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Abnormal Involuntary Movement Scale (AIMS)
Please visit this website for more information about the instrument: Abnormal Involuntary Movement Scale


The instrument is freely available for Individual/Personal use.
Supplemental: Parkinson's Disease (PD)
Short Description of Instrument
The Abnormal Involuntary Movement Scale (AIMS) is a clinician-rated outcome used to assess the severity of abnormal movements in different parts of the body. The AIMS consists of 10 items scored with a five-point Likert metric. Each item is scored with higher scores indicating more severe abnormal movements. Items 1 to 4 rate the presence and severity of the abnormal facial and oral movements. Items 5 and 6 rate the presence and severity of abnormal movements in the extremities. Item 7 rates the presence and severity of truncal abnormal movements. The last three items rate, respectively, the global severity of the abnormal movements, the disability derived from the abnormal movements, and patient's awareness of the abnormal movement. Two final points refer to dental hygiene and wearing of dentures. The scale includes specific instructions to standardize the evaluation and requires the examiner to observe the patient sitting quietly at rest and again while carrying out selected motor tasks. The highest severity of the abnormal movements is rated. If movements only occur upon activation procedures, the severity score is one level lower than if the same intensity is seen spontaneously. The scale was originally developed for rating tardive dyskinesia but has been used for rating of Huntington's disease-related dyskinesia and PD-related dyskinesia. Modifications that exclude the one-point reduction for movements seen only with activation and exclude the dental questions have also been used. There are multiple versions of the scale but clinimetric assessments have been limited mostly to the original version.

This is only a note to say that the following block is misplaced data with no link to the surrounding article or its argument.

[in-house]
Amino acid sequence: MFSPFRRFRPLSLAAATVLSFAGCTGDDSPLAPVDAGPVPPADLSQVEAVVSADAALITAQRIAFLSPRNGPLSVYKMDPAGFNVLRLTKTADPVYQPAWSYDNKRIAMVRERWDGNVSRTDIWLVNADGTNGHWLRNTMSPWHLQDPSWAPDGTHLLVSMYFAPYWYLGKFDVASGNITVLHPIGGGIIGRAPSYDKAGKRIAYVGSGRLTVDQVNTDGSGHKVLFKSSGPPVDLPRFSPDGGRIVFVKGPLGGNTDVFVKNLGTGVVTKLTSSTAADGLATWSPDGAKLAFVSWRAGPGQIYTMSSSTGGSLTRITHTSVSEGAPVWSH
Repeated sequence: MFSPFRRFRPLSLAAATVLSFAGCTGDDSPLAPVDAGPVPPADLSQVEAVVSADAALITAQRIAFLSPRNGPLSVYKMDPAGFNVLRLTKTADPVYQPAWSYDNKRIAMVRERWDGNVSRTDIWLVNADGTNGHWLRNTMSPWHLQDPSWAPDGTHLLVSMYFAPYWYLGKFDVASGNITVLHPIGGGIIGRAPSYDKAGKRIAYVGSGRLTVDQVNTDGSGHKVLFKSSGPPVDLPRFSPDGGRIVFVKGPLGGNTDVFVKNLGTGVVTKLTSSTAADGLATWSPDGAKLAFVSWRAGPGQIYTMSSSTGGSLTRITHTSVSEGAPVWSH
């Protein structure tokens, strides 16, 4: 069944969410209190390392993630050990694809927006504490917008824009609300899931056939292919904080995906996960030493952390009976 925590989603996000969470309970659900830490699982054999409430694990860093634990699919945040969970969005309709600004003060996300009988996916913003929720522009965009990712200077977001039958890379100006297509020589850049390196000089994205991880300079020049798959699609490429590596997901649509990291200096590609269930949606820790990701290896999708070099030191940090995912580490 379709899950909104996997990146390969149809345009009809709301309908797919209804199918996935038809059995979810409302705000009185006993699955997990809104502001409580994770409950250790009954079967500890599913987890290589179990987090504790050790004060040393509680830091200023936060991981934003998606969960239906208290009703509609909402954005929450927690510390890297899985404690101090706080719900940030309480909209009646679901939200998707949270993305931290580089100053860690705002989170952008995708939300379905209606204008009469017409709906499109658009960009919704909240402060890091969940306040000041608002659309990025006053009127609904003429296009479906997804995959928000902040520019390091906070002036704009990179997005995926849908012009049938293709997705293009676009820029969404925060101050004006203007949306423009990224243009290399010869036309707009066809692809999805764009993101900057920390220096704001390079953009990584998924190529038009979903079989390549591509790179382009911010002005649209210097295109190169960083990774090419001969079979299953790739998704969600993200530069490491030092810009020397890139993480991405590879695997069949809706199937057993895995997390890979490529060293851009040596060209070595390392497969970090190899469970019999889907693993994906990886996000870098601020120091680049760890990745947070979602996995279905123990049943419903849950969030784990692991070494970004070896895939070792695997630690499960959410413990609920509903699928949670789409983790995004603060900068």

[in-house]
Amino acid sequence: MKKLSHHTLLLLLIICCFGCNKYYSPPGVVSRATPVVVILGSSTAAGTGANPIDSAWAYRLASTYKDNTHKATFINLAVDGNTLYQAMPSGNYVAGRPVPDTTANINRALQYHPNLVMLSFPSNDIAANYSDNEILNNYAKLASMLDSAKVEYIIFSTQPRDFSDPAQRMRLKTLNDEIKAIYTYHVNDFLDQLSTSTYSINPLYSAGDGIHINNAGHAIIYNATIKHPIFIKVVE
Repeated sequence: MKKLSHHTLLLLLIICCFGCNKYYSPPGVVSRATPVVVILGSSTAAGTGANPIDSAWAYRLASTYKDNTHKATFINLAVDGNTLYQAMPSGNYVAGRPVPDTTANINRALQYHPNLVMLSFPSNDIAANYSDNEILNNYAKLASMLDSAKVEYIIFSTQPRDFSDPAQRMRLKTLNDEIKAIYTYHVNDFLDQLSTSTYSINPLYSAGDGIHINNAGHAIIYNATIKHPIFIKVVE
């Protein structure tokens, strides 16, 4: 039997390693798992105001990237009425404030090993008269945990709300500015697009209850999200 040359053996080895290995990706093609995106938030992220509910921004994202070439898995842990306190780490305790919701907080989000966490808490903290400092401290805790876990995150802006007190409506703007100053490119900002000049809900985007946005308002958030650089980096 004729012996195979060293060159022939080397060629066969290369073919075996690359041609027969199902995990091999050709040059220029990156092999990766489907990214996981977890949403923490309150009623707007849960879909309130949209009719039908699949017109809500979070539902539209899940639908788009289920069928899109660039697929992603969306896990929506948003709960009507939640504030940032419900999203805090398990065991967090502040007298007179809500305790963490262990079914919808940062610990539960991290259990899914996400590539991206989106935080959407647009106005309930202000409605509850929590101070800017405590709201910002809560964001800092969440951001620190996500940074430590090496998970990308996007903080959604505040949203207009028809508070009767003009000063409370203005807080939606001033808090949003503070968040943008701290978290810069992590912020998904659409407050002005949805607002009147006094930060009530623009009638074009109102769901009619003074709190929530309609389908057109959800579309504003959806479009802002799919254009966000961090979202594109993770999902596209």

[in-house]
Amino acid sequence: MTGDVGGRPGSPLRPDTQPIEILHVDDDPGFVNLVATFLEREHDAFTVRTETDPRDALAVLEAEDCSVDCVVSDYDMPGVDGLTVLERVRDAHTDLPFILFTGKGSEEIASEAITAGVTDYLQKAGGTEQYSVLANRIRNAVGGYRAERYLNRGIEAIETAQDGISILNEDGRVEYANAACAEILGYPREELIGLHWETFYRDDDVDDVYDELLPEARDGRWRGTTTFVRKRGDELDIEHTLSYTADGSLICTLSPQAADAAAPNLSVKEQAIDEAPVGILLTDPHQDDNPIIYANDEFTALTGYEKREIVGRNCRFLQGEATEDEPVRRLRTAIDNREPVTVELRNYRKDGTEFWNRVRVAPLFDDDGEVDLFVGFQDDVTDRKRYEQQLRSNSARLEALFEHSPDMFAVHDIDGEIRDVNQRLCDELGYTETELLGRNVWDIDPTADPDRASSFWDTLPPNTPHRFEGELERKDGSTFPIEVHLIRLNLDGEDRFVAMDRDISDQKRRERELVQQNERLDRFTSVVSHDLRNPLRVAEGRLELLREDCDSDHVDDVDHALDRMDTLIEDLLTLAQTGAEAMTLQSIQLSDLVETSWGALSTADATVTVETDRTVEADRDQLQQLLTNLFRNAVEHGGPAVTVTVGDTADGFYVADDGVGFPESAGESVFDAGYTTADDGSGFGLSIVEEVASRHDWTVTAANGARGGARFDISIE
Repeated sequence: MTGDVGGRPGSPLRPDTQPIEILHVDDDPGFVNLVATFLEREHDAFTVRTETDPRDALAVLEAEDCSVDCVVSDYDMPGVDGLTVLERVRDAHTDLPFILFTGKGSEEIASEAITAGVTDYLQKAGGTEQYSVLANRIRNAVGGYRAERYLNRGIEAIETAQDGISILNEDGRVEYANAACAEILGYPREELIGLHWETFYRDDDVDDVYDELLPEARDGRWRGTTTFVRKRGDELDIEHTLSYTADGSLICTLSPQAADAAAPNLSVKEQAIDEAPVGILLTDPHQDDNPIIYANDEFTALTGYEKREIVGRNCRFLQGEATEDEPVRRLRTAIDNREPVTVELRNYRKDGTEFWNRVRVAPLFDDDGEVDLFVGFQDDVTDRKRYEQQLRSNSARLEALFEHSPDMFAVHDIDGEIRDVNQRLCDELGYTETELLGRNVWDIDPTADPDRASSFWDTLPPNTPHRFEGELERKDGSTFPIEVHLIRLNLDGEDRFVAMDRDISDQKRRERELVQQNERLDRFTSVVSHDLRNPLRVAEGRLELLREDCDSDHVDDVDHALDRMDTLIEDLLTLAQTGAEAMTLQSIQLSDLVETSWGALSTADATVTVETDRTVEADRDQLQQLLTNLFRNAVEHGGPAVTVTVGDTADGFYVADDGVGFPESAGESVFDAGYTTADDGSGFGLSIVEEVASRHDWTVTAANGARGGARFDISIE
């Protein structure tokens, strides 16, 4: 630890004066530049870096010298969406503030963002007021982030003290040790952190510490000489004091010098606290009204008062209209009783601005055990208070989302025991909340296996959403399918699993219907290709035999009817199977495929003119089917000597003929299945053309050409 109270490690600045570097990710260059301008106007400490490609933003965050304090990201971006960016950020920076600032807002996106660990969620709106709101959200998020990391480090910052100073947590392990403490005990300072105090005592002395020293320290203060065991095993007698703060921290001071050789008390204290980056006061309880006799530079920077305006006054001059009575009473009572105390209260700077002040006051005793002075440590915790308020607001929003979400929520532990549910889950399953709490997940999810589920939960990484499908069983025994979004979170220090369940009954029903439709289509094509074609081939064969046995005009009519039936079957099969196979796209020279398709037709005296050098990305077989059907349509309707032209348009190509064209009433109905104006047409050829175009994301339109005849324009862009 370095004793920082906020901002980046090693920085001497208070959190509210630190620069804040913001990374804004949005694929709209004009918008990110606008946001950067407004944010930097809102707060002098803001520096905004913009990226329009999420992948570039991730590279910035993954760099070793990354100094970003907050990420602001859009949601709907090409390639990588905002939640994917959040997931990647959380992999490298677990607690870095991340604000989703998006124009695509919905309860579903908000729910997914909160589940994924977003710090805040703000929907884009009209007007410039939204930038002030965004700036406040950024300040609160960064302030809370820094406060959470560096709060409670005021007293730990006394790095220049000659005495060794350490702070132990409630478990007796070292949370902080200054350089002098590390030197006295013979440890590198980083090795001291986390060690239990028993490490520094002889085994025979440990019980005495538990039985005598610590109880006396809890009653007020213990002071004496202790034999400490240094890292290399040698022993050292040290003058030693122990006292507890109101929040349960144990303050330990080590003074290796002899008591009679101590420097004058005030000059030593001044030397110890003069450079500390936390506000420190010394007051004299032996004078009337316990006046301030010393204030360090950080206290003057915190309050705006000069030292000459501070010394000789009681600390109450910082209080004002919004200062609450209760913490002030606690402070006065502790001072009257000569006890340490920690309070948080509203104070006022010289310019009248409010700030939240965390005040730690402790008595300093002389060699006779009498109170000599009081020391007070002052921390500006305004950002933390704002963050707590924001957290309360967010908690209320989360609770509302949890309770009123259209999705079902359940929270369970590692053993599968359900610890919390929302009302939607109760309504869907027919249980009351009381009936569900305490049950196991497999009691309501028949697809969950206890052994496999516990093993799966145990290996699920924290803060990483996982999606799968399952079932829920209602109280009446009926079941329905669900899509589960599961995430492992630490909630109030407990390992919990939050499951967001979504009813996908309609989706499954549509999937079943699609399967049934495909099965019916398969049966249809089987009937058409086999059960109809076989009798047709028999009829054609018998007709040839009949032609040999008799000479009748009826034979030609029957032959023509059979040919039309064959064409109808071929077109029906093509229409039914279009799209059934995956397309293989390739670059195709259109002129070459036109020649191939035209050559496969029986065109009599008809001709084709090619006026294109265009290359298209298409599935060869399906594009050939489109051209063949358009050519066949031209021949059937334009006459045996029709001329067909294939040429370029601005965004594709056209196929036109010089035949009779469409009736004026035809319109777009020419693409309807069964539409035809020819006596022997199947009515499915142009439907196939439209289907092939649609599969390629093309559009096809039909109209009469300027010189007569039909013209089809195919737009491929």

Scoring and Psychometric Properties
Scoring: Each item is scored on a scale from 0 to 4 (absent, minimal, mild, moderate, severe). The maximum score is 40.


Psychometric Properties: Most clinimetric support for AIMS comes from inter-rater and intra-rater reliability assessments of the original version of this scale. In patients with tardive dyskinesia, the scale showed high inter-rater and test-retest reliability. Others substantial clinimetric data (such as floor and ceiling effect or concurrent validity) are not available. None of the modified versions of the scale has gone through validation procedures. There is no firm evidence that AIMS is able to detect change in dyskinesia severity across different stages of PD is available. The core elements of the AIMS (body areas involved and severity ratings) have been incorporated into the more widely used Unified Dyskinesia Rating Scale (UDysRS).
Key Reference:

Guy W. Abnormal Involuntary Movement Scale. ECDEU assessment manual for psychopharmacology. Washington, DC: US Government Printing Office; 1976:534-537.



Katzenschlager R, Schrag A, Evans A, Manson A, Carroll CB, Ottaviani D, Lees AJ, Hobart J. Quantifying the impact of dyskinesias in PD: the PDYS-26: a patient-based outcome measure. Neurology. 2007 Aug 7;69(6):555-63.


Sweet RA, DeSensi EG, Zubenko GS. Reliability and applicability of movement disorder rating scales in the elderly. J Neuropsychiatry Clin Neurosci. 1993 Winter;5(1):56-60.


Whall AL, Engle V, Edwards A, Bobel L, Haberland C. Development of a screening program for tardive dyskinesia: feasibility issues. Nurs Res. 1983 May-Jun;32(3):151-6.


Document last updated August 2022